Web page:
Colder-than-usual temperatures this month are good news for Ice Alaska in Fairbanks. The group has announced that it will keep the George Horner Ice Park open for an additional week, until April 1. The display of artwork hewn from ice, occupying several acres, was originally scheduled to close on Sunday.
The event has previously gone into April three or four times in its 22-year history and had to be closed early once due to exceptionally warm weather, according to Ice Alaska chairman Dick Brickley.
"But this year, the weather's just been fabulous," Brickley said. "The single-block carvings in the trees will be there until June!"
The single-block pieces are shielded from daylight by a spruce forest. The larger, multi-block sculptures are more exposed to the deteriorating effects of the sun.
The park, recently relocated to a former gravel yard on Noyes Slough, is home of the BP World Ice Art Championships, featuring spectacular, enormous ice carvings made from the exceptionally clear "Blue Diamond" ice cut from nearby ponds. Teams of artists from around the world vie in the competition, which began in February.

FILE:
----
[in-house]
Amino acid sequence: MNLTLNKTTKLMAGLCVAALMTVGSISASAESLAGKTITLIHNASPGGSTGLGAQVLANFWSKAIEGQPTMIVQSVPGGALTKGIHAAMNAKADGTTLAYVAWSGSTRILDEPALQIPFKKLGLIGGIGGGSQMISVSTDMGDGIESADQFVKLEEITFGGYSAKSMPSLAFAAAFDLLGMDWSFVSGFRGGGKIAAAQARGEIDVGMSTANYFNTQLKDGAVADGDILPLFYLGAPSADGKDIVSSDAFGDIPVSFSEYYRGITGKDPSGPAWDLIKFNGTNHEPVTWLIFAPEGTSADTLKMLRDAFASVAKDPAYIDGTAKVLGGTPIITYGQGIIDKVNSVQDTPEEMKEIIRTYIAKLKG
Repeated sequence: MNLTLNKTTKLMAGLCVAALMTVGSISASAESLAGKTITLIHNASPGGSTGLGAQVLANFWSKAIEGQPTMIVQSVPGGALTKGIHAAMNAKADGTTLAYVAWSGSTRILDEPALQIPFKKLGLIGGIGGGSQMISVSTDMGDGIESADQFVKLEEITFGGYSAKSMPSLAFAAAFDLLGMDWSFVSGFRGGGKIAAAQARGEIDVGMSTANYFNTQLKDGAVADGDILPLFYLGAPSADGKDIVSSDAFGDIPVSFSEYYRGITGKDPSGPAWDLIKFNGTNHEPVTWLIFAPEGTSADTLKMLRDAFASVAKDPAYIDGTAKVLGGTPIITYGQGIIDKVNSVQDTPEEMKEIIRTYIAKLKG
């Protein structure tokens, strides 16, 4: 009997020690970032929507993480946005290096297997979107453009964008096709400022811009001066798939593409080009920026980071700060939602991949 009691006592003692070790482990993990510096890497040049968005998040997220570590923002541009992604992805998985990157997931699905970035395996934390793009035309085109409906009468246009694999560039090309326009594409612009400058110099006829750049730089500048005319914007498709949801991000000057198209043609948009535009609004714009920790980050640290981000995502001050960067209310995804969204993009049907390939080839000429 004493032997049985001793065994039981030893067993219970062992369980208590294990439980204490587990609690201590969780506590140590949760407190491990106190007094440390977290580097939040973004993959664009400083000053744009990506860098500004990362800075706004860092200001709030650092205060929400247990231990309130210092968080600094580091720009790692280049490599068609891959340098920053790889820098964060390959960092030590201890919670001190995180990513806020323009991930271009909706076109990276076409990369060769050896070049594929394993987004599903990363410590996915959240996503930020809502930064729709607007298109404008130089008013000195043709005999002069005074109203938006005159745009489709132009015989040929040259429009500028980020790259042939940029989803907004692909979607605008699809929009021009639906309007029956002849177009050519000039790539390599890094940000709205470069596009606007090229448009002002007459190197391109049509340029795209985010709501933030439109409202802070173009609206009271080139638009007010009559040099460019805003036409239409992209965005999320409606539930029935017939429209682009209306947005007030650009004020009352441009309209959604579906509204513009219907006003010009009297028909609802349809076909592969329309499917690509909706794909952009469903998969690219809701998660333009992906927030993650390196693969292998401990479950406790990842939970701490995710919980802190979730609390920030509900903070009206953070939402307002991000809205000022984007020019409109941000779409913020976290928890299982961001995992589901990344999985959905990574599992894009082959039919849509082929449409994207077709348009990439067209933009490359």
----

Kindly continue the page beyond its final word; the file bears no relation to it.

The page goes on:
The "normal" low temperature in Fairbanks in March is in the single digits below zero or just above. As of March 22 this year, there had been 15 days in the month when temperatures dropped to minus 10 or colder. Over the same period, there have been four days when the thermometer reached 20 degrees; in a normal March, 18 such days would have reached that spring-like balminess by this time.
So far in March, averaged lows have exceeded normal lows by about 9 degrees and highs have fallen short of normal highs by more than 11 degrees.
All of which works in favor of keeping the gigantic ice sculptures looking like new.
"I was taking photos of the multi-block sculptures this morning and they look just perfect," said Ice Alaska's media man, Don Callahan.
The Ice Park is located at the west end of Phillips Field Road. Access is off Peger Road by taking either the exit from Airport Way or the Johansen Expressway. Hours are 10 a.m. to 10 p.m. daily through April 1. One-day admission is $10 for adults, $5 for children 6-12 and free for children under 6. Admission includes reentry on the same day. Season passes are $25.
Brickley said that Ice Alaska is considering opening the park to summer visitors, with photos so that tourists can see what the ice art looked like.
Reach Mike Dunham at firstname.lastname@example.org or 257-4332.